3. Remember the Gospel message – Indeed, you must preach the Gospel to yourself every day. In good moments of life and ministry, preach the Gospel to yourself. In bad moments of life and ministry, preach the Gospel to yourself. Remind yourself of Jesus and His death, burial, and resurrection. Remind yourself of His forgiveness and constant grace. Feel like all your friends have abandoned you? The Gospel has something to say about that. Feel like you just can’t make it another step? The Gospel has something to say about that. Feel like people misunderstand you and take your words out of context? The Gospel has something to say about that. Feel like you are just doing the right thing and everything wrong is happening? The Gospel has something to say about that. Ultimately, “spiritual bipolar” is conquered when we remember and preach the Gospel message to ourselves.

What about you? Is there something specific you do when life and ministry take you on its’ wild rollercoaster? Share with me. I would love to interact with you.


One thought on “Spiritual Bipolar

  1. There are times when I feel I must apologize for the way I present myself because I am, where the Lord is concerned, prone to tears. The bipolar side of life, which is nothing more than whispering from the adversary, kicks in during those times when I see others roll their eyes or I am told I talk too much, which is probably true, or told to shut up and be quiet. I can’t help my tears that I shed when I think about what God has done for me, what Jesus went through when he took the punishment that should have been mine or how he yearns for the lost.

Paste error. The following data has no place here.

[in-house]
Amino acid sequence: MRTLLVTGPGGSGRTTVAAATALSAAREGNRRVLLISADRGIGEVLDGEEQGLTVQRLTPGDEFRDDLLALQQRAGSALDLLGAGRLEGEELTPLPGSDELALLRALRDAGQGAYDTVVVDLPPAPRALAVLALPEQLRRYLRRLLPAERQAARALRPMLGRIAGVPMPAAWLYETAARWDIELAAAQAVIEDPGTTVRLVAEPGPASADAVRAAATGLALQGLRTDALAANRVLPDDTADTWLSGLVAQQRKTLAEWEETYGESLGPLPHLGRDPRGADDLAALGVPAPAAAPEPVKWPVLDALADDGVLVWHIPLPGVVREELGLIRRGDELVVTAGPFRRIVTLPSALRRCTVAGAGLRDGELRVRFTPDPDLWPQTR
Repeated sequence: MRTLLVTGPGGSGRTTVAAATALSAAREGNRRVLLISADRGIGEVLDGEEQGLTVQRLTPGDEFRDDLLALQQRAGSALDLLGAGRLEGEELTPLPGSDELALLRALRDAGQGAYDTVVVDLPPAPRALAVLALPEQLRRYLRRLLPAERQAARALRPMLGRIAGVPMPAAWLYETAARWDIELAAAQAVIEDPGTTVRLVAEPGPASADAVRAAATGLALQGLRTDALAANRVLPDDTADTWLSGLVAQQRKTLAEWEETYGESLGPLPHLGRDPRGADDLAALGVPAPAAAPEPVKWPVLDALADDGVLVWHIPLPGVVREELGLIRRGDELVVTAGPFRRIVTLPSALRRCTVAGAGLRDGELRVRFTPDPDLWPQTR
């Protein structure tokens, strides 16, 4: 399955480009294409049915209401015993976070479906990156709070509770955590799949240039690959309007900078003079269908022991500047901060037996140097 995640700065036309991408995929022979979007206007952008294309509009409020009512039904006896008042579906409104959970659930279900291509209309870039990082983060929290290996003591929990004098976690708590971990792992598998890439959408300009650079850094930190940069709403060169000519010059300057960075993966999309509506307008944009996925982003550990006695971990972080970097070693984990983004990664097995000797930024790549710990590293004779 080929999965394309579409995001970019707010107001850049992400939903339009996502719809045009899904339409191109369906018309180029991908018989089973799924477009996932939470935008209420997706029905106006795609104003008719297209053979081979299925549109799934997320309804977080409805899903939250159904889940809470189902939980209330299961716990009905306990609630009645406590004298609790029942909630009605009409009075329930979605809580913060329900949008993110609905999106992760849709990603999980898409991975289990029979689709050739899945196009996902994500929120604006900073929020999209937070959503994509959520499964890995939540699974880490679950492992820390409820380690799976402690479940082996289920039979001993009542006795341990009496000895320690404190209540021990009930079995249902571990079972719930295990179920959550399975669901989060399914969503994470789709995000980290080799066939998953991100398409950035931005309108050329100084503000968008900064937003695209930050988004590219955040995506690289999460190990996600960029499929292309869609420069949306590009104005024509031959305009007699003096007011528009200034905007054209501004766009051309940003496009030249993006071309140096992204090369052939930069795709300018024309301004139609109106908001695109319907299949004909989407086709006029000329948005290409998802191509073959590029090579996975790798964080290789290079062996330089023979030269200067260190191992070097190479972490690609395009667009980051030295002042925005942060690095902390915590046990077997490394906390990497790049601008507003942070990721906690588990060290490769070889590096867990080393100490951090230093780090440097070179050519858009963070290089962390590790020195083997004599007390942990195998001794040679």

On days like those I want to quit, not from Christ but from life itself. I am so tired of the never ending physical pain like that Arlena and I have to deal with on a daily basis. I get tired of waking up with my hands good for nothing but clubs, not being able to walk without holding onto something and when disbelief or incredulity of others tears my heart I want to end it all. I have attempted to do that on a couple of occasions. I have taken enough narcotic pain killers to kill a horse and I still wake up in the morning and I realize that God is not done with me yet. His unmatched mercy, love and grace are the things that give me hope. It is then that I feel ashamed for trying to end a life that Jesus did not see fit to burn where he stood because of his blacker than night sins.
    So, yes, pastor, I too deal with spiritual bi-polar ism. I guess the only thing we can do is to do what God has called us to do, although in my case I am not sure what that is, and pray that it is pleasing and acceptable in his sight.